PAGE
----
Kirill Vasiltsov

When more functions = less code

Normally, I don’t think (and don’t have to think) much about minimization. I just let my bundler and plugins do their job and enjoy the result. But when developing my own library, I wondered whether there was something I could do to shave some kilobytes. The answer was abstraction.

Unminimizable things

Look at this line of code:

export const button = document.getElementById("button");

How do you think it will be minimized? Well, here’s how Rollup with minimal configuration (only a terser plugin) does it:

"use strict";
Object.defineProperty(exports, "__esModule", { value: !0 });
const e = document.getElementById("button");
exports.button = e;

You can see how only your button got minimized into short e. But both document nor getElementById remained in their original form. This is not something surprising, because:

a) document must be referred as document

b) if you minimize property and method names, accessing them will fail because no such property or method exists on the object

This is a huge disappointment, because if your page uses hundreds of DOM API calls like these, then you will see all of them as is in the output. Is there anything we can do to make it more minimizable?

Yes, and that is abstraction.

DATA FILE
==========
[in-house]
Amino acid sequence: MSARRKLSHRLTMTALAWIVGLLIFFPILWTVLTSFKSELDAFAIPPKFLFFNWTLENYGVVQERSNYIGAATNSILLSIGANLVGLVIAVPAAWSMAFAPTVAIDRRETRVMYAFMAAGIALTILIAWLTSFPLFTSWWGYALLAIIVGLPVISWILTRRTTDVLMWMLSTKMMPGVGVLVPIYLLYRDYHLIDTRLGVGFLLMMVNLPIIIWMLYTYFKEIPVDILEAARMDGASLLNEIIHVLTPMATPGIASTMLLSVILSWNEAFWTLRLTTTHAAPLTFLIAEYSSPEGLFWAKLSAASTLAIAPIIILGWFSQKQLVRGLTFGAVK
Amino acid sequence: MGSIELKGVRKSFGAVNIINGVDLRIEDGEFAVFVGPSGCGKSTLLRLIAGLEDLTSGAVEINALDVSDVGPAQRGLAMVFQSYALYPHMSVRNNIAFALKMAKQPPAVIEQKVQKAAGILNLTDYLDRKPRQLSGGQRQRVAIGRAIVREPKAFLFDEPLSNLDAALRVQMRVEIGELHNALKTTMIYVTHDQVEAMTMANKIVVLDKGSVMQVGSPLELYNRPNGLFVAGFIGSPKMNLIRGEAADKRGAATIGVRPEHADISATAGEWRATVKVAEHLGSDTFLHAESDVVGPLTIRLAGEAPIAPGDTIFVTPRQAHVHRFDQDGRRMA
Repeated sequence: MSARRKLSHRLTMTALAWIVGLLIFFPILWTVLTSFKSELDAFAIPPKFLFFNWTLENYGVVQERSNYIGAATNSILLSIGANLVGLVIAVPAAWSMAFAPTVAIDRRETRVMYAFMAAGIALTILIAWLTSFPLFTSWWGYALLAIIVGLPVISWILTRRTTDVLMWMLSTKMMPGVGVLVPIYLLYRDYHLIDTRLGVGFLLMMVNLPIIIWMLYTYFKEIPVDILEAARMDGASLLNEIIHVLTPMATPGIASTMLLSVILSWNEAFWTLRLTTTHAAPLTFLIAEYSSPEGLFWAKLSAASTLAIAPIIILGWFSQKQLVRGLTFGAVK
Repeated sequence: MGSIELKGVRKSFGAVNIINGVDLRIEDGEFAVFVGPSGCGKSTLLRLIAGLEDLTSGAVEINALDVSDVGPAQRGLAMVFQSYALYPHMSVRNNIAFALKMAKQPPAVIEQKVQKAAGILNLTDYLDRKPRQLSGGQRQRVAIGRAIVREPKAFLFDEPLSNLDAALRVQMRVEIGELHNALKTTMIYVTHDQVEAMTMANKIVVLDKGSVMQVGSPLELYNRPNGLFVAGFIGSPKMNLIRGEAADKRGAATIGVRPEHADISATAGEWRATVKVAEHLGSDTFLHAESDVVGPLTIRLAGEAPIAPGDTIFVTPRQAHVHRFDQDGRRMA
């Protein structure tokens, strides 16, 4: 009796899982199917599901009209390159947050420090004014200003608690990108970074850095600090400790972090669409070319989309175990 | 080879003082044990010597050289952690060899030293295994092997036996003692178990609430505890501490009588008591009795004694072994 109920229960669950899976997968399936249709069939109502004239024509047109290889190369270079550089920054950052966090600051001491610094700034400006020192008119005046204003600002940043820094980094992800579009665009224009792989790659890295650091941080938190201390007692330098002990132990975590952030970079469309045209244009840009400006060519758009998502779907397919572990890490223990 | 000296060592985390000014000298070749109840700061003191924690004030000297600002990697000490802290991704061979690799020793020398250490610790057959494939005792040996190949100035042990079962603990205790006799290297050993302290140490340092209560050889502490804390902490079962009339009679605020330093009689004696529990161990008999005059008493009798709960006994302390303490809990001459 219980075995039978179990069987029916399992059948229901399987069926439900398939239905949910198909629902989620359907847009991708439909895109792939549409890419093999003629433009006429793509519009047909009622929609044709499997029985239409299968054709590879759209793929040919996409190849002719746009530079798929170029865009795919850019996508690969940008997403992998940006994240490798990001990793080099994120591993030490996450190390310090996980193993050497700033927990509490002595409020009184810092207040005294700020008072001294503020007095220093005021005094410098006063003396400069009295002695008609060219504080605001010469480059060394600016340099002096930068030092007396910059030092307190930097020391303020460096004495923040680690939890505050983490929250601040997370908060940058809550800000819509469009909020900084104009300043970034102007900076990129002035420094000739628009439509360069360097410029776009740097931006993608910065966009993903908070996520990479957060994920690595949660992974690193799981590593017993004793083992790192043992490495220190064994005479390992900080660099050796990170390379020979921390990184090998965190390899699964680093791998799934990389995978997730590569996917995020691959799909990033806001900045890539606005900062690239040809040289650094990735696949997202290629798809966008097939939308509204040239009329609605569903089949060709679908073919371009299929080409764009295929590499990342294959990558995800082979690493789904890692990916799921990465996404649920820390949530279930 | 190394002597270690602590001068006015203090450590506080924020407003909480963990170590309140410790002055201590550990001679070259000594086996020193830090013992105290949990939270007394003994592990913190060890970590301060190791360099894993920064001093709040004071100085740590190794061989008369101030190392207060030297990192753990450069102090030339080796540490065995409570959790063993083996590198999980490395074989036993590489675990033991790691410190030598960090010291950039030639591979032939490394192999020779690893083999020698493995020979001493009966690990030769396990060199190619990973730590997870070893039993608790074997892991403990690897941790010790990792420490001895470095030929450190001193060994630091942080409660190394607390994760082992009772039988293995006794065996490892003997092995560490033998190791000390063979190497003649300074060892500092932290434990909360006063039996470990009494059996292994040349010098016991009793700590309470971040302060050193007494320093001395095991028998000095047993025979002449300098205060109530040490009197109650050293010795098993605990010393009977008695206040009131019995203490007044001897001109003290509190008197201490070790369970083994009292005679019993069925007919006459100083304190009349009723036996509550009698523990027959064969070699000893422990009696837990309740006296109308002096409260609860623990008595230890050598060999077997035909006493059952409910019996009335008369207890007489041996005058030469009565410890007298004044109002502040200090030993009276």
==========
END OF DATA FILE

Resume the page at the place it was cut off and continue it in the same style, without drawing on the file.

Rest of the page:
Abstract to minimize

It is very easy to abstract document.getElementById into a function with a descriptive name:

const getById = (id) => document.getElementById(id);

Now, imagine we have a file will lots of getById calls. What will the minimized output look like?


export const a = getById("a");
export const b = getById("b");
export const c = getById("c");
export const d = getById("d");
export const e = getById("e");
export const f = getById("f");
export const g = getById("g");


"use strict";
Object.defineProperty(exports, "__esModule", { value: !0 });
const e = (e) => document.getElementById(e),
  r = e("a"),
  p = e("b"),
  x = e("c"),
  c = e("d"),
  n = e("e"),
  d = e("f"),
  i = e("g");
// ...

As you can see, the getById function got minimized into a very short e and then used as e througout the code. So, while document.getElementById is 23 bytes, e is only 1 byte. That’s 23 times less! Of course this doesn’t mean that your real code is going to be 23 times less if you use this trick, because there’s a lot of other stuff that is properly minimized. But in my experience, if your code heavily uses DOM methods like these, you can expect almost the twofold difference between the version with abstraction and without it.

This does not apply only to DOM methods. Another example is Object methods like keys or values or entries. All of them are not going to be minimized if you use them directly as e.g. Object.entries. If you use a lot of these methods in your code, it might be better to abstract it to a function:

const getEntries = (obj) => Object.entries(obj);
const getRect = (el) => el.getBoundingClientRect();
// etc.

This way they will likely to be also minimized to something like g or e or whatever.

Note on gzip

Interestingly, when you compress two outputs with gzip, the difference between them becomes much smaller. Still, on large files the difference can easily reach 50KB and more - enough to have a noticeable impact on your page load. If you are interested, you can learn more about gzip here, here and here.